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EXCL Crops could be ‘left to rot’ during coronavirus outbreak due to shortage of overseas workers, MPs warn

There could be a shortfall of 80,000 seasonal workers, industry experts have warned (PA)

3 min read

Crops could be “left to rot” in fields as coronavirus travel restrictions lead to a shortage of seasonal workers, MPs have warned.

Opposition parties have called on the Government to do more to support overseas workers and help farmers recruit.

They say the end of free movement due to Brexit, plus travel restrictions brought in as a result of the coronavirus pandemic, have left farmers in crisis.

Farmer's leaders' said the agricutural sector could face a shortage of 80,000 labourers this summer if the Government failed to intervene.

A National Farmers Union spokesperson said the industry was “extremely concerned” about its ability to hire workers, while the Country Land and Business Association called on the Government to provide “urgent” assistance.

Shadow Environment Secretary Luke Pollard told PoliticsHome: “[Farmers] are absolutely right to be concerned.

“This is not a new problem, it’s been made worse because of the coronavirus.

“Under the Seasonal Workers Pilot the Government’s limited farmers to hire only 10,000 workers this year when we need 80,000. 

He continued: “The gap isn’t being filled, but I’ve spoken to farmers and those in the supply chain who are really worried the usual Bulgarian and seasonal agricultural workers are simply not coming. 

“They’ve been put off by Brexit and coronavirus means in some cases that they can’t travel.”

Labour MP Rosie Duffield also warned that farmers were “struggling to recruit” the workers they needed amid the pandemic.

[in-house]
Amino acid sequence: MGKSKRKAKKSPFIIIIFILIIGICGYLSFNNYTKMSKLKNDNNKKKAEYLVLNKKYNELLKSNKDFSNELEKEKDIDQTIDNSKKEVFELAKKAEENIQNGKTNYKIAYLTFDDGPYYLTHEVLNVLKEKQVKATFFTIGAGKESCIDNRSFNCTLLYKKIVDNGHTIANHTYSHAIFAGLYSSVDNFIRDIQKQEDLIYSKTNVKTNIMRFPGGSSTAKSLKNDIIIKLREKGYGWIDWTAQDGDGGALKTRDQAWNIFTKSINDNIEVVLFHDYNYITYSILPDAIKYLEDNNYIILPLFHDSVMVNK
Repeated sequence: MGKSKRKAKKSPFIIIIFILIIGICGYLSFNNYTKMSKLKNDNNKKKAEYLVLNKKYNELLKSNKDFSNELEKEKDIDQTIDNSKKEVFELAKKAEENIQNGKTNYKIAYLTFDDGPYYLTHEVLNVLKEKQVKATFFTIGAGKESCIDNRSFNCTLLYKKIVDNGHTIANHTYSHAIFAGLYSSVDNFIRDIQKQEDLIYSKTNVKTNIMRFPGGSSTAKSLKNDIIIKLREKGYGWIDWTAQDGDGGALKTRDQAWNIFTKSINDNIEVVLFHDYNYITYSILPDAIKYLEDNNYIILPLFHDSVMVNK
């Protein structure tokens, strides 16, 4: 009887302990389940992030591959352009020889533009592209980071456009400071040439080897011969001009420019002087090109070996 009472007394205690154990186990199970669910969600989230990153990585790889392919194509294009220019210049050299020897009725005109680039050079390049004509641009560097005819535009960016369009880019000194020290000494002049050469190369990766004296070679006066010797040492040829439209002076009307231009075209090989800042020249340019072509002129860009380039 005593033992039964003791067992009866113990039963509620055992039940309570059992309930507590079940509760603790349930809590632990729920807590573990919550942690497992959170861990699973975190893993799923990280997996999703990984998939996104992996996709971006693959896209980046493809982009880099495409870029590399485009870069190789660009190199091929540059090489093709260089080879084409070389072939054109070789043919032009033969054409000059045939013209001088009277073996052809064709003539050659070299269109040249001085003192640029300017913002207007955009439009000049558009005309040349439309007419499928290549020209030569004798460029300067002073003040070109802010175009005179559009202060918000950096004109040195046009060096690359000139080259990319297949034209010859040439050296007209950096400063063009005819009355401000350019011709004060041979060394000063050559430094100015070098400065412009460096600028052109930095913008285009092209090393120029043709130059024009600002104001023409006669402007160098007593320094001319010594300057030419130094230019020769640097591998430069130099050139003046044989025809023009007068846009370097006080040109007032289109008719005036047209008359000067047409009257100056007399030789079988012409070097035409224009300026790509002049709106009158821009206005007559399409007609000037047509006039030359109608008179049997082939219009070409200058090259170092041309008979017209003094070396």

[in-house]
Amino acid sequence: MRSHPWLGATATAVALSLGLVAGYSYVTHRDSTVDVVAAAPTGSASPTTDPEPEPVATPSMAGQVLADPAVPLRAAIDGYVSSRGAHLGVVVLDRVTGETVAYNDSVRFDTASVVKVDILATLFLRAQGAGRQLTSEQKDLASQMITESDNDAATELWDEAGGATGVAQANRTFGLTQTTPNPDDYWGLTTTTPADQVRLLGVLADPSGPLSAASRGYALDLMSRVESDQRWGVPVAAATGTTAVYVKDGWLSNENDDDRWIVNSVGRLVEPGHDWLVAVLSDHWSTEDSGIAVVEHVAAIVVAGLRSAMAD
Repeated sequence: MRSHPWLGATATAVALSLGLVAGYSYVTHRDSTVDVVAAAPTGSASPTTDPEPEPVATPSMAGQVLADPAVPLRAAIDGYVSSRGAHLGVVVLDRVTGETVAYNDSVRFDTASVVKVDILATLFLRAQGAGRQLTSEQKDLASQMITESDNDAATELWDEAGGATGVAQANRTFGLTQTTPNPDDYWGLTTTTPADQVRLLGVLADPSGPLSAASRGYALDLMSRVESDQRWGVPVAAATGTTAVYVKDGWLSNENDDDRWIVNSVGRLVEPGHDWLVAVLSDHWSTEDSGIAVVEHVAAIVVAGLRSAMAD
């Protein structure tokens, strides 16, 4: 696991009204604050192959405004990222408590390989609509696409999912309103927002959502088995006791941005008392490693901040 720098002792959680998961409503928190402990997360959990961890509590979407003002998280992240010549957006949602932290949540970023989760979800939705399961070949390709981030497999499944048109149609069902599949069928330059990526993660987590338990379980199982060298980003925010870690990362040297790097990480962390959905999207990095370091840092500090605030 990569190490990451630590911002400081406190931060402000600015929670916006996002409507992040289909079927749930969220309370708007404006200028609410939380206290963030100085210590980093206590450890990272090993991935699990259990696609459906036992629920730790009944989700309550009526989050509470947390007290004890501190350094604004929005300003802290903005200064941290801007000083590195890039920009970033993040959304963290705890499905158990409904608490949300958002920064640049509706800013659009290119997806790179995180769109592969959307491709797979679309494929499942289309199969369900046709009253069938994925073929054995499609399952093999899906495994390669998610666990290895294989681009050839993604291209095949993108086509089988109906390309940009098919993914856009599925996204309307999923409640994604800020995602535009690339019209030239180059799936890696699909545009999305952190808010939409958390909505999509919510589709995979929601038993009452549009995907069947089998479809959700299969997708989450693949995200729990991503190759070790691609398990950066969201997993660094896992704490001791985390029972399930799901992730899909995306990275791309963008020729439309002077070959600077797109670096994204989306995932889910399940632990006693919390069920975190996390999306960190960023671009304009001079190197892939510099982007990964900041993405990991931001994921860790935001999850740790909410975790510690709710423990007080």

She said: “Virtually all of seasonal farm labour is sourced from overseas, and the Government’s seasonal workers pilot scheme simply doesn’t go anywhere near far enough to provide the necessary number of workers.

“Quite simply, if farmers don’t get the workforce they need, then we’re going to see fields and fields of unpicked fruit and vegetables being left to rot because there’s no-one to bring in the harvest. 

“British farmers need urgent assurances from the Government that they will have access to the workforce they need to ensure food reaches supermarket shelves.”

Former Liberal Democrat leader Tim Farron said the UK risked food shortages if it didn’t recruit and retain more overseas workers.

He told PoliticsHome: “There isn’t a food shortage in this country at the moment… but we may well find ourselves in that situation if we start seeing reduction in UK food production.

“In those parts of the country where arable fruit growing and so on is the major part of the agricultural economy, they hugely depend on overseas labour and the reality of the last few years is that we’ve lost a lot of those people. 

Mr Pollard echoed Mr Farron’s calls for a “charm offensive”, with both MPs calling for the government to do more to attract overseas workers.

“What the Government needs to be doing now is sending a really clear message to those workers, especially from Romania and Bulgaria, that they’re needed, that they’re wanted and that they’ll be welcomed," he said.

“And within that, that means that their health will be protected during the period of crisis."

But Sarah Boparan, Operations Director at seasonal recruiters Hops, said she was confident that British workers could fill part of the shortfall.

She said: “The call to the UK for the need for labour has been phenomenally successful, we’ve had 8000 people in three and a half days apply. 

“It’s upsetting to see that a lot of them have been impacted by Covid-19 in their usual employment routes, but we’re really optimistic that we can hopefully line them up with a job to help through this difficult period and help our farms at the same time.”

A shortfall was still likely, she added, but could be mitigated if the Government changed the rules around recruiting non-EU agricultural workers to allow more companies to participate.

She also called on ministers to offer financial support to farmers to help them hire and train less experienced agricultural workers.

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